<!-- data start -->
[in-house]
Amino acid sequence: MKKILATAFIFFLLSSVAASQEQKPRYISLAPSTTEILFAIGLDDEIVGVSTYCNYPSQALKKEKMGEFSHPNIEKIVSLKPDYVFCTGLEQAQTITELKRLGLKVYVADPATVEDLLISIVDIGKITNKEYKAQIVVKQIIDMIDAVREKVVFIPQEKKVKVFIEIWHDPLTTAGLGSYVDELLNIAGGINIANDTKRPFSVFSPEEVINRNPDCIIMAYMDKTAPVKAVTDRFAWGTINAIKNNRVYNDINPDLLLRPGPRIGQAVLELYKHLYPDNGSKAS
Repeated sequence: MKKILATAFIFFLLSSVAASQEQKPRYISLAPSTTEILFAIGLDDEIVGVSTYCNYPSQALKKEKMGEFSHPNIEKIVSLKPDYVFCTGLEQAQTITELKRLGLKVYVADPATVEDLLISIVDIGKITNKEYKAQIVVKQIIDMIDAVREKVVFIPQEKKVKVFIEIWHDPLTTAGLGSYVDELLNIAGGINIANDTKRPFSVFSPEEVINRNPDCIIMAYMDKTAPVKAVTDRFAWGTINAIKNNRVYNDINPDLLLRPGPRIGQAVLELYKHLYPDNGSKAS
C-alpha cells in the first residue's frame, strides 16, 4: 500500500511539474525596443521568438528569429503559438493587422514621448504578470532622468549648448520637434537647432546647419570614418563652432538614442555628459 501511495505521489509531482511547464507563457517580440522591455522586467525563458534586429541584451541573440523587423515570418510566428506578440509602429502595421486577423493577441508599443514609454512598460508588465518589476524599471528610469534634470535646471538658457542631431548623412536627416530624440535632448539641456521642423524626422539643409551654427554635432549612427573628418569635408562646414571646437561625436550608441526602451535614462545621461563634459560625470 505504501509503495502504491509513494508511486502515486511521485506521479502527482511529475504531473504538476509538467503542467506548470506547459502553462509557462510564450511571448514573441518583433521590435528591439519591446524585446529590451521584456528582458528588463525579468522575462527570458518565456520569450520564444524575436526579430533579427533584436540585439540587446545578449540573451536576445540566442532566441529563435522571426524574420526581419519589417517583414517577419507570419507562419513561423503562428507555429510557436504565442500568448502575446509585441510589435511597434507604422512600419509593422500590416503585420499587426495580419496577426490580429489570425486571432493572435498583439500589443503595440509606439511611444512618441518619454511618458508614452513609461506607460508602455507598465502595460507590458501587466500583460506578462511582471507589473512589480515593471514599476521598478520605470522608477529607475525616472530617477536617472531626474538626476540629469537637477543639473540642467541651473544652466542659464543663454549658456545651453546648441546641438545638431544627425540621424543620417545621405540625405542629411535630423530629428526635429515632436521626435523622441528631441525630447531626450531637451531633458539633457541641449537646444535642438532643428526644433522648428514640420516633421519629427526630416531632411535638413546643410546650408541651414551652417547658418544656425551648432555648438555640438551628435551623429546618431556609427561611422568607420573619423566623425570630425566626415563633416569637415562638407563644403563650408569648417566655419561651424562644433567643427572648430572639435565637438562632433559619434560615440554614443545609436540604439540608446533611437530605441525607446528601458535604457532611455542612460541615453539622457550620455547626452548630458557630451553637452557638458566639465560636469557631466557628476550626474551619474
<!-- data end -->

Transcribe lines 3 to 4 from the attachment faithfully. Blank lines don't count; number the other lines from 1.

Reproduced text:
Repeated sequence: MKKILATAFIFFLLSSVAASQEQKPRYISLAPSTTEILFAIGLDDEIVGVSTYCNYPSQALKKEKMGEFSHPNIEKIVSLKPDYVFCTGLEQAQTITELKRLGLKVYVADPATVEDLLISIVDIGKITNKEYKAQIVVKQIIDMIDAVREKVVFIPQEKKVKVFIEIWHDPLTTAGLGSYVDELLNIAGGINIANDTKRPFSVFSPEEVINRNPDCIIMAYMDKTAPVKAVTDRFAWGTINAIKNNRVYNDINPDLLLRPGPRIGQAVLELYKHLYPDNGSKAS
C-alpha cells in the first residue's frame, strides 16, 4: 500500500511539474525596443521568438528569429503559438493587422514621448504578470532622468549648448520637434537647432546647419570614418563652432538614442555628459 501511495505521489509531482511547464507563457517580440522591455522586467525563458534586429541584451541573440523587423515570418510566428506578440509602429502595421486577423493577441508599443514609454512598460508588465518589476524599471528610469534634470535646471538658457542631431548623412536627416530624440535632448539641456521642423524626422539643409551654427554635432549612427573628418569635408562646414571646437561625436550608441526602451535614462545621461563634459560625470 505504501509503495502504491509513494508511486502515486511521485506521479502527482511529475504531473504538476509538467503542467506548470506547459502553462509557462510564450511571448514573441518583433521590435528591439519591446524585446529590451521584456528582458528588463525579468522575462527570458518565456520569450520564444524575436526579430533579427533584436540585439540587446545578449540573451536576445540566442532566441529563435522571426524574420526581419519589417517583414517577419507570419507562419513561423503562428507555429510557436504565442500568448502575446509585441510589435511597434507604422512600419509593422500590416503585420499587426495580419496577426490580429489570425486571432493572435498583439500589443503595440509606439511611444512618441518619454511618458508614452513609461506607460508602455507598465502595460507590458501587466500583460506578462511582471507589473512589480515593471514599476521598478520605470522608477529607475525616472530617477536617472531626474538626476540629469537637477543639473540642467541651473544652466542659464543663454549658456545651453546648441546641438545638431544627425540621424543620417545621405540625405542629411535630423530629428526635429515632436521626435523622441528631441525630447531626450531637451531633458539633457541641449537646444535642438532643428526644433522648428514640420516633421519629427526630416531632411535638413546643410546650408541651414551652417547658418544656425551648432555648438555640438551628435551623429546618431556609427561611422568607420573619423566623425570630425566626415563633416569637415562638407563644403563650408569648417566655419561651424562644433567643427572648430572639435565637438562632433559619434560615440554614443545609436540604439540608446533611437530605441525607446528601458535604457532611455542612460541615453539622457550620455547626452548630458557630451553637452557638458566639465560636469557631466557628476550626474551619474